Advanced Search
MyIDEAS: Login to save this article or follow this journal

The Peer Effect of Jose Canseco: A Reply to J. C. Bradbury

Contents:

Author Info

  • Eric D. Gould
  • Todd R. Kaplan

Abstract

In this paper, we respond to J. C. Bradbury’s critique of our 2011 Labour Economics paper examining the peer effect of Jose Canseco. None of Bradbury’s criticisms have any merit, and many reveal a severe misunderstanding of basic econometrics. For example, Bradbury accuses us of not deleting enough years from the sample, not censoring the sample on an outcome measure, and not controlling for average performance measures for each year explicitly when we have already included dummy variables for each year. Bradbury claims that we distort our findings, but he overlooks the parts of our paper that do not fit his thesis. Bradbury reexamines the performance of Canseco’s teammates empirically and argues that our results are sensitive. However, this should not be surprising because Bradbury performs a completely different and highly flawed analysis. In particular, he fails to realize that he is estimating very different parameters which are difficult, if not impossible, to interpret. His specification and estimation are based on very restrictive assumptions which are not necessary, nor are they justified or even acknowledged. After examining every one of Bradbury’s attacks on our paper, we conclude that none provides a convincing reason to reject our conclusions.

Download Info

If you experience problems downloading a file, check if you have the proper application to view it first. In case of further problems read the IDEAS help page. Note that these files are not on the IDEAS site. Please be patient as the files may be large.
File URL: http://econjwatch.org/file_download/621/GouldKaplanJan2013.pdf
Download Restriction: no

File URL: http://econjwatch.org/839
Download Restriction: no

Bibliographic Info

Article provided by Econ Journal Watch in its journal Econ Journal Watch.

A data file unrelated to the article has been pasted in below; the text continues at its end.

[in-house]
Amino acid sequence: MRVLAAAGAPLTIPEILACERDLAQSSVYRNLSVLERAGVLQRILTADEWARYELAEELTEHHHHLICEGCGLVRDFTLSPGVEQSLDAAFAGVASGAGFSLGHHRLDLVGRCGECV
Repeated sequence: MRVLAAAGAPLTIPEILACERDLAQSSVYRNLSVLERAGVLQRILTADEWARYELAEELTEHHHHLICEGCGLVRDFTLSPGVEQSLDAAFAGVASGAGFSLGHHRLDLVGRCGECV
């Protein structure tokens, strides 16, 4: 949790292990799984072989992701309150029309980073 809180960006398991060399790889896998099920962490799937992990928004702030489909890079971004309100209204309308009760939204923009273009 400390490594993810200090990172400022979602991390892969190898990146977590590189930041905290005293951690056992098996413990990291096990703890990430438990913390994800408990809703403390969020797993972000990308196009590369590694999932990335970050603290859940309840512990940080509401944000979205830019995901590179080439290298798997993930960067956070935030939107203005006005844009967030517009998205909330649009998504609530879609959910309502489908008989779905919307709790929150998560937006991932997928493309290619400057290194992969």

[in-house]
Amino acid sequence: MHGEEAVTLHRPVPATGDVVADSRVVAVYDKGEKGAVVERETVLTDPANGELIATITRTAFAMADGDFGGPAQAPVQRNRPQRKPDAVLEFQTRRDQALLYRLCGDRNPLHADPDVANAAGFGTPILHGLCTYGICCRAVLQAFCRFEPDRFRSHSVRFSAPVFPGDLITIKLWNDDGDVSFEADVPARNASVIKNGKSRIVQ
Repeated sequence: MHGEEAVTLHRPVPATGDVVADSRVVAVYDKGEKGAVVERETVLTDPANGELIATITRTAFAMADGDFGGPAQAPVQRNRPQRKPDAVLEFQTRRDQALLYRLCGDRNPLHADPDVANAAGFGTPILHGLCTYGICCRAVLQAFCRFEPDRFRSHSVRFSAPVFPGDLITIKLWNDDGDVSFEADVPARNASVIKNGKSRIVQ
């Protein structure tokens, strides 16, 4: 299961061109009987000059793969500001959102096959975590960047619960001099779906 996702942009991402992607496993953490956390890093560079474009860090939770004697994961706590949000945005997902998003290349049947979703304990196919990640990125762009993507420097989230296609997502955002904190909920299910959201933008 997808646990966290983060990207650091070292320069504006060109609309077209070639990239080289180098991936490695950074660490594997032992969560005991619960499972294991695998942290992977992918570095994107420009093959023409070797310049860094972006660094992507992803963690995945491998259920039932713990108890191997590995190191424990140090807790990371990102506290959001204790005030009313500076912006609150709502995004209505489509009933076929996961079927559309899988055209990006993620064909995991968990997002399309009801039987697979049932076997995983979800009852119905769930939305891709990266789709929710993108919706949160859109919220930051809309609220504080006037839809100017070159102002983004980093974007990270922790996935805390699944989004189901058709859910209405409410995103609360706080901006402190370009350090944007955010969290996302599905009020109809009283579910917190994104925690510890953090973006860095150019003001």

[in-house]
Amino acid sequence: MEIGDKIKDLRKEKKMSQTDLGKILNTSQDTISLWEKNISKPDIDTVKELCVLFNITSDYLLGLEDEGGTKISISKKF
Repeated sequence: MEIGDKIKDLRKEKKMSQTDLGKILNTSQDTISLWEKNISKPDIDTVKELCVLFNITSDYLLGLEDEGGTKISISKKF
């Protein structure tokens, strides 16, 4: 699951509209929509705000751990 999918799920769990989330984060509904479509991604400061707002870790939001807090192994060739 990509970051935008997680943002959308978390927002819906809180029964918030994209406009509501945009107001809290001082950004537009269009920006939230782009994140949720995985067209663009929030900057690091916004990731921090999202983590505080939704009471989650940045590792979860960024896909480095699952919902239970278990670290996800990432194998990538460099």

Volume (Year): 10 (2013)
Issue (Month): 1 (January)
Pages: 70-86

as in new window
Handle: RePEc:ejw:journl:v:10:y:2013:i:1:p:70-86

Contact details of provider:
Postal: MSN 3G4, Fairfax, VA 22030
Phone: (703) 993-1151
Fax: 703.993.1133
Web page: http://econjwatch.org/
More information through EDIRC

Related research

Keywords: Peer effects; steroids; baseball; Jose Canseco;

Find related papers by JEL classification:

References

References listed on IDEAS
Please report citation or reference errors to , or , if you are the registered author of the cited work, log in to your RePEc Author Service profile, click on "citations" and make appropriate adjustments.:
as in new window
  1. John Charles Bradbury, 2013. "Did Jose Canseco Really Improve the Performance of His Teammates by Spreading Steroids? A Critique of Gould and Kaplan," Econ Journal Watch, Econ Journal Watch, Econ Journal Watch, vol. 10(1), pages 40-69, January.
Full references (including those not matched with items on IDEAS)

Citations

Lists

This item is not listed on Wikipedia, on a reading list or among the top items on IDEAS.

Statistics

Access and download statistics

Corrections

When requesting a correction, please mention this item's handle: RePEc:ejw:journl:v:10:y:2013:i:1:p:70-86. See general information about how to correct material in RePEc.

For technical questions regarding this item, or to correct its authors, title, abstract, bibliographic or download information, contact: (Jason Briggeman) The email address of this maintainer does not seem to be valid anymore. Please ask Jason Briggeman to update the entry or send us the correct address.

If you have authored this item and are not yet registered with RePEc, we encourage you to do it here. This allows to link your profile to this item. It also allows you to accept potential citations to this item that we are uncertain about.

If references are entirely missing, you can add them using this form.

If the full references list an item that is present in RePEc, but the system did not link to it, you can help with this form.

If you know of missing items citing this one, you can help us creating those links by adding the relevant references in the same way as above, for each refering item. If you are a registered author of this item, you may also want to check the "citations" tab in your profile, as there may be some citations waiting for confirmation.

Please note that corrections may take a couple of weeks to filter through the various RePEc services.